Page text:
Some of the assembled experts and commentators did quite well. Claire Balding seems to be faultless no matter what she is covering or what might be happening unexpectedly while she is doing it. By contrast, Matt Baker, a regionally representative and inclusive northerner with a boxer's face, and bursting out at the shoulder of his best shiny disco suit, looked repeatedly as though his brain had been disengaged, like the wire connecting him to the power socket had been accidentally pulled out. He was there to young the proceedings up a bit, as though his presence might affect the ratings with a youthful demographic. What was needed was the reassuring presence of someone who does industrial strength, laid back, oleaginous smarm for a living. Where was Alan Titchmarsh when we needed him most? Matt's female counterpart, Sophie Raworth grinned for England in a dress almost exactly the same as the one Will's Kate had shown up in. One of them should have left.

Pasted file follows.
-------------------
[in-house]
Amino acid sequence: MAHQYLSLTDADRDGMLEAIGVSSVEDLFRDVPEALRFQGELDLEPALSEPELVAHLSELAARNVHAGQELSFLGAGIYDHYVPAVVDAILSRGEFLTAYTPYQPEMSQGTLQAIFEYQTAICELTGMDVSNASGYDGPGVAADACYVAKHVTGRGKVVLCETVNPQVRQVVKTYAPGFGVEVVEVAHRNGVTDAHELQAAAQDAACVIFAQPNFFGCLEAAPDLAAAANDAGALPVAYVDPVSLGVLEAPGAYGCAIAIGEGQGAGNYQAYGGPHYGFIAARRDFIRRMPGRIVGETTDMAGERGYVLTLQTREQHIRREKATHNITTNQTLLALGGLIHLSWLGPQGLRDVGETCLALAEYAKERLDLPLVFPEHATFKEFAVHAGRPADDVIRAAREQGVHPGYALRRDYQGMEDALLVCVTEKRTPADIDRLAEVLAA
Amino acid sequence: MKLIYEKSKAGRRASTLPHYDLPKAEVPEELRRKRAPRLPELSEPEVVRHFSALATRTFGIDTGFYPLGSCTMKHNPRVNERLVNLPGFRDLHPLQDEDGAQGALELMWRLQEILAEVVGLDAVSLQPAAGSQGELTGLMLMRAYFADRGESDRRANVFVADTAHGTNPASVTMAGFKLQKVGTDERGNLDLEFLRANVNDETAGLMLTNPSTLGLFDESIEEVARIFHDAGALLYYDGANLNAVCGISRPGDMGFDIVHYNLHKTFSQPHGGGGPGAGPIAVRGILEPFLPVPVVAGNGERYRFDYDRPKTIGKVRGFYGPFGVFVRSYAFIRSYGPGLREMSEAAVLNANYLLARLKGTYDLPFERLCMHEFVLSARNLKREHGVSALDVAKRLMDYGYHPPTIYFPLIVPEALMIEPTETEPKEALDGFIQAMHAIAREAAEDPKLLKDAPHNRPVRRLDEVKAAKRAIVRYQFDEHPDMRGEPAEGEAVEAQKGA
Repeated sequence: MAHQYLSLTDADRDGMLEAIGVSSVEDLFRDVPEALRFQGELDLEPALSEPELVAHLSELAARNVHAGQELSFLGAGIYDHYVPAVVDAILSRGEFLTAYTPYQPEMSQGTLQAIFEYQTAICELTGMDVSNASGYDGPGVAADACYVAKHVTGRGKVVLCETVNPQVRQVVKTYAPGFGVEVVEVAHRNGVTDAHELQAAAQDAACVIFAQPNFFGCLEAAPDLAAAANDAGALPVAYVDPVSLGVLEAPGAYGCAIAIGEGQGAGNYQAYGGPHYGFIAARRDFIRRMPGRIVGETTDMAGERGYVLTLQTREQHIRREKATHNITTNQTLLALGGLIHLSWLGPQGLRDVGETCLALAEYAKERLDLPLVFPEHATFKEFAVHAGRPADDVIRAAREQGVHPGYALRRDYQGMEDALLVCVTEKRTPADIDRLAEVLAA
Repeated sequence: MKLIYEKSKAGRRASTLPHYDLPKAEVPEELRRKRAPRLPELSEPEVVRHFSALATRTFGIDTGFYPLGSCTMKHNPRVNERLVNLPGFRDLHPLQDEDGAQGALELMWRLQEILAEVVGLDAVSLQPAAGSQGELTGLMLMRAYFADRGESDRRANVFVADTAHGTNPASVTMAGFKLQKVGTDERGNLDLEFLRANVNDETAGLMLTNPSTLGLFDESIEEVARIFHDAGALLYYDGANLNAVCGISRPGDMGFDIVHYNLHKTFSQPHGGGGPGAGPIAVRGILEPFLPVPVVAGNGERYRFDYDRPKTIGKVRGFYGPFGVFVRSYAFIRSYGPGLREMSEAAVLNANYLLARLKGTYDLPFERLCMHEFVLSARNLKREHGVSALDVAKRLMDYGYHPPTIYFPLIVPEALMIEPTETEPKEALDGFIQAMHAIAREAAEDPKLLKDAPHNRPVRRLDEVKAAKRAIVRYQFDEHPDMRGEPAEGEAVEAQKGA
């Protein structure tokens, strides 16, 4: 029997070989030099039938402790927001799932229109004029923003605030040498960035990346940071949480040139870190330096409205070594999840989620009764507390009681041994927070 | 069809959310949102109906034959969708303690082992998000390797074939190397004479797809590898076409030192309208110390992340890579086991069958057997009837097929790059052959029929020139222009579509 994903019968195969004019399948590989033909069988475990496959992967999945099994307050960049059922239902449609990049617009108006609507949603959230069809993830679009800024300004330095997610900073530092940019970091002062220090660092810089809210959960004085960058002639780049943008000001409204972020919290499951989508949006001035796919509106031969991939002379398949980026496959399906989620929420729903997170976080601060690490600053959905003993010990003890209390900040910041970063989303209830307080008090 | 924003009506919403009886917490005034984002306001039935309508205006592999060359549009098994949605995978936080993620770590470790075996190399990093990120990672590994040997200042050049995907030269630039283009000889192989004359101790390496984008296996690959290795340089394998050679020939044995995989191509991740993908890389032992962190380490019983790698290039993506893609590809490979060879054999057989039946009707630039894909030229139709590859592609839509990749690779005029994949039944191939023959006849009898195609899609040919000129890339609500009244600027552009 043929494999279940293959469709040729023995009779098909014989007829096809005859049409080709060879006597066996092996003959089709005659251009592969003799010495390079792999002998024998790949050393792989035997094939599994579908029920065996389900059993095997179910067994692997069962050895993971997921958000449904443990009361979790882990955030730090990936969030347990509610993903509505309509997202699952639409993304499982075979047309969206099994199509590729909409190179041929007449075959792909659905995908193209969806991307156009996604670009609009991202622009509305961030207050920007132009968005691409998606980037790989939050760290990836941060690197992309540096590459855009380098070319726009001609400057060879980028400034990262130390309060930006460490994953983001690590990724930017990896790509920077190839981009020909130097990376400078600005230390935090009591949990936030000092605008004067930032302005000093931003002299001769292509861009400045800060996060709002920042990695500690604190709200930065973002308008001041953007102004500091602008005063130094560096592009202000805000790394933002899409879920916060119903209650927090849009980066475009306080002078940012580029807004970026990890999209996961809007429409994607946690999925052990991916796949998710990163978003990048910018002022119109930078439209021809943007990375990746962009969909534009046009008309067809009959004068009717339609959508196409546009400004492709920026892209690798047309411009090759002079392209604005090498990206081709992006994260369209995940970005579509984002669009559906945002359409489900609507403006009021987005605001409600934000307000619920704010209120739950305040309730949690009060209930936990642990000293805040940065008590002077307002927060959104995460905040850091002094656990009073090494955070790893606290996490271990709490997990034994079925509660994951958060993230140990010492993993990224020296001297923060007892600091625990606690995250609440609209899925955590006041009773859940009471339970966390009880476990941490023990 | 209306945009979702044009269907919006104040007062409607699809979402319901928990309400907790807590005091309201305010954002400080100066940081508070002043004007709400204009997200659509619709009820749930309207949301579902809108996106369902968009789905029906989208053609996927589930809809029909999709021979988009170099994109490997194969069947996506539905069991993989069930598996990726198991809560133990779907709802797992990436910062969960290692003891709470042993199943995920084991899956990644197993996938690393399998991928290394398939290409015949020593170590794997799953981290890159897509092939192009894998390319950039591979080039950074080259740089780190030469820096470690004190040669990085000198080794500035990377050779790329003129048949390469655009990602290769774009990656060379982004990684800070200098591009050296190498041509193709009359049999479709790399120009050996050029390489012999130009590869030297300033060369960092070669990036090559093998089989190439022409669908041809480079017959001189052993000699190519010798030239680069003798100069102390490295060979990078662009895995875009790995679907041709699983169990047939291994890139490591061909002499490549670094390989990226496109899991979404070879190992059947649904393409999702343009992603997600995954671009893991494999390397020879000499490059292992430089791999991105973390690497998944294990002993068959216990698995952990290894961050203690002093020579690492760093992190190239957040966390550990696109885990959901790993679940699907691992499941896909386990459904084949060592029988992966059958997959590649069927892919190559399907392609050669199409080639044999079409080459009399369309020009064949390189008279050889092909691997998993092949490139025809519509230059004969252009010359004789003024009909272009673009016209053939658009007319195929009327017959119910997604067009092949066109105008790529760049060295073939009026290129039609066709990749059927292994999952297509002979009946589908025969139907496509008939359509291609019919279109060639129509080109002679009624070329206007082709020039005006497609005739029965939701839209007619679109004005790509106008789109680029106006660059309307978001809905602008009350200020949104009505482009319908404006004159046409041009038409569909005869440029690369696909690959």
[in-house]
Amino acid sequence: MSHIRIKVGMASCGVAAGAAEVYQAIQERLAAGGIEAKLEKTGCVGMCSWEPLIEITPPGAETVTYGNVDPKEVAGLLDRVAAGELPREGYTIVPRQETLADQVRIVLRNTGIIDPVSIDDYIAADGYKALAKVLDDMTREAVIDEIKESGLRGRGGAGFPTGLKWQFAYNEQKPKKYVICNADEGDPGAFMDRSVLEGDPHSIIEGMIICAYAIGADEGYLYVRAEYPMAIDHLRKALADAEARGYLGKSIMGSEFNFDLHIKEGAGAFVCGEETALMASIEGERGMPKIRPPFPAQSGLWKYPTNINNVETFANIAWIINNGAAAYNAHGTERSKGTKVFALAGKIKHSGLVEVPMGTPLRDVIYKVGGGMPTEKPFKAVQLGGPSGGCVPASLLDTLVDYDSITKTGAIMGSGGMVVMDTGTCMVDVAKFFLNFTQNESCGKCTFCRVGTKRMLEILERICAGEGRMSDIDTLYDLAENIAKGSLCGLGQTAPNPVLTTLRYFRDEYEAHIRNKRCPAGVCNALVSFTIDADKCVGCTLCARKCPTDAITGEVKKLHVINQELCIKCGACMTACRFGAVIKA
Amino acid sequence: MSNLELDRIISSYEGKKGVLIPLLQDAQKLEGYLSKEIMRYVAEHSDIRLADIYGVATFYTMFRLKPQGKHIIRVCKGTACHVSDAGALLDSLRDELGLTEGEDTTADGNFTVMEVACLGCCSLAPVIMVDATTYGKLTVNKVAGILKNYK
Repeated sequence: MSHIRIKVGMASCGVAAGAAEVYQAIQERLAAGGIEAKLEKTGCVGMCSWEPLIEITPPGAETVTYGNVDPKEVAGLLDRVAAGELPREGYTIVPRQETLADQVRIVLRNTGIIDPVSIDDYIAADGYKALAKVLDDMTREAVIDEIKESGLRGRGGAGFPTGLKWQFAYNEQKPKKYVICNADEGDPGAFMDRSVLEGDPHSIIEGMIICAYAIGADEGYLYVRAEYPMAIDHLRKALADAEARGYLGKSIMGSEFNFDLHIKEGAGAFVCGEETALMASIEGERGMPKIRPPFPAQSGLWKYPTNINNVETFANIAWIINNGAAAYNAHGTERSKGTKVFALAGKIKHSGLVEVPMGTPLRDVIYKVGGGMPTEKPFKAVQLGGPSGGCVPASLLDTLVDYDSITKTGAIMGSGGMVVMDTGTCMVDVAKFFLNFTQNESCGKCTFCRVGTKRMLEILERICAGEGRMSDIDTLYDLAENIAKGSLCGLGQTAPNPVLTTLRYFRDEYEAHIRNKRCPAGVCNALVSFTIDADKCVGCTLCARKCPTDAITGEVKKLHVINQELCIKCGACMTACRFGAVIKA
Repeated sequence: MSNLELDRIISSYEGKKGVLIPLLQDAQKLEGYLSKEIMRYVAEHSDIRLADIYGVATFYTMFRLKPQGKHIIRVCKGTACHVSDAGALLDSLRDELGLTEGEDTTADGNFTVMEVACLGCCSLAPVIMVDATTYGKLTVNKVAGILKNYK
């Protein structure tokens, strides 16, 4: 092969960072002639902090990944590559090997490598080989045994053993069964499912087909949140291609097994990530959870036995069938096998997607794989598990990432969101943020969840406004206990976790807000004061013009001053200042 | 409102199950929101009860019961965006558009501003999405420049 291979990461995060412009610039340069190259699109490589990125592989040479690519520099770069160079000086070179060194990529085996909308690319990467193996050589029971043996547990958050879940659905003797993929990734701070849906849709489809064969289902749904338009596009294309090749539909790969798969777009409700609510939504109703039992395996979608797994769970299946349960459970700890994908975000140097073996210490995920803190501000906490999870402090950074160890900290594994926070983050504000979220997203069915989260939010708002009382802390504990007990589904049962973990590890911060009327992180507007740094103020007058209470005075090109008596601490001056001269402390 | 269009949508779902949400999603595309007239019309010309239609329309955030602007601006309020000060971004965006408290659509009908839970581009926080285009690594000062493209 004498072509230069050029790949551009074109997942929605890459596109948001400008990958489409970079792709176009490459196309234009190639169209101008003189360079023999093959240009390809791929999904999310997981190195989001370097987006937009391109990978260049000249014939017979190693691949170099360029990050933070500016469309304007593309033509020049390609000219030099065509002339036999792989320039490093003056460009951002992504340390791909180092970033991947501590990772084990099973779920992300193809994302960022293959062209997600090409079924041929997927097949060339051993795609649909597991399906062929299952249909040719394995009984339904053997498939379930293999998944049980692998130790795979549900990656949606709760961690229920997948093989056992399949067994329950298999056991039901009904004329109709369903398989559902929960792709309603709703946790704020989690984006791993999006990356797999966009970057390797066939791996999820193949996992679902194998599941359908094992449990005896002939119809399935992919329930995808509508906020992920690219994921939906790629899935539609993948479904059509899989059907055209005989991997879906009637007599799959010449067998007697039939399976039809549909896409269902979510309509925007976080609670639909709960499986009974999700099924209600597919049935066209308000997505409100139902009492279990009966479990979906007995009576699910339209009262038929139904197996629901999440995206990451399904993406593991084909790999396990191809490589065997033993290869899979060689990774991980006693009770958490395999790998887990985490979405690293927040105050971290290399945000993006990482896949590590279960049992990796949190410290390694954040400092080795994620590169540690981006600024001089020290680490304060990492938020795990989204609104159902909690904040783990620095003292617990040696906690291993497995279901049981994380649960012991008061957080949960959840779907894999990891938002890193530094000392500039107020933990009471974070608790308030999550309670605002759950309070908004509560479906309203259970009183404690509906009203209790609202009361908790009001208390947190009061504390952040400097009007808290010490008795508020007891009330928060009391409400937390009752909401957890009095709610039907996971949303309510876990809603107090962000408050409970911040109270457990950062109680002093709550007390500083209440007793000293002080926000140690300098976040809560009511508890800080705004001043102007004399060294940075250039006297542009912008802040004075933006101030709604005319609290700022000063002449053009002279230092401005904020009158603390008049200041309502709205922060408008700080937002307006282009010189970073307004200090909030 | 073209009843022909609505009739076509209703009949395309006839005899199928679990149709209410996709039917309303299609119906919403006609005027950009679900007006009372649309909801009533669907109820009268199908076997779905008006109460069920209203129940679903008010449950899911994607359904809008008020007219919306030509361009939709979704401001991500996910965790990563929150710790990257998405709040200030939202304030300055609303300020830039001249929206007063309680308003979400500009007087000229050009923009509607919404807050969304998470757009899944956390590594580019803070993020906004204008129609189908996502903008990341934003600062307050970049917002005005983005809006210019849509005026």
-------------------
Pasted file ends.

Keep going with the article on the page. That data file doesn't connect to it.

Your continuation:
The river pageant lasted four hours on TV. In all that time, no-one explained what the various boats were, who was at the tiller or why they were there. There was no sense of where everyone was on the river, no idea of the scale of it. What we got instead was a lot of what seemed to be a female impersonator with a gold nest on her head in a park shouting at members of the public selected for their forced quirkiness.

We were told at length before hand, there was to be an orchestra, one of the world's greatest, which would play different pieces as they passed various landmarks. Of that we heard not a movement, not a bar, not one note. We knew they would play the James Bond theme when they passed the spooks' building because the commentators kept telling us so but we were not allowed to hear it because some roaming presenter had spotted a group of old ladies by a crash barrier who had brought their own Primus stove for the making of tea, so they covered that instead. There were bells that led the procession. They were the biggest ever afloat, or so they said. Not one chime was heard by the vast numbers watching at home for the whole afternoon.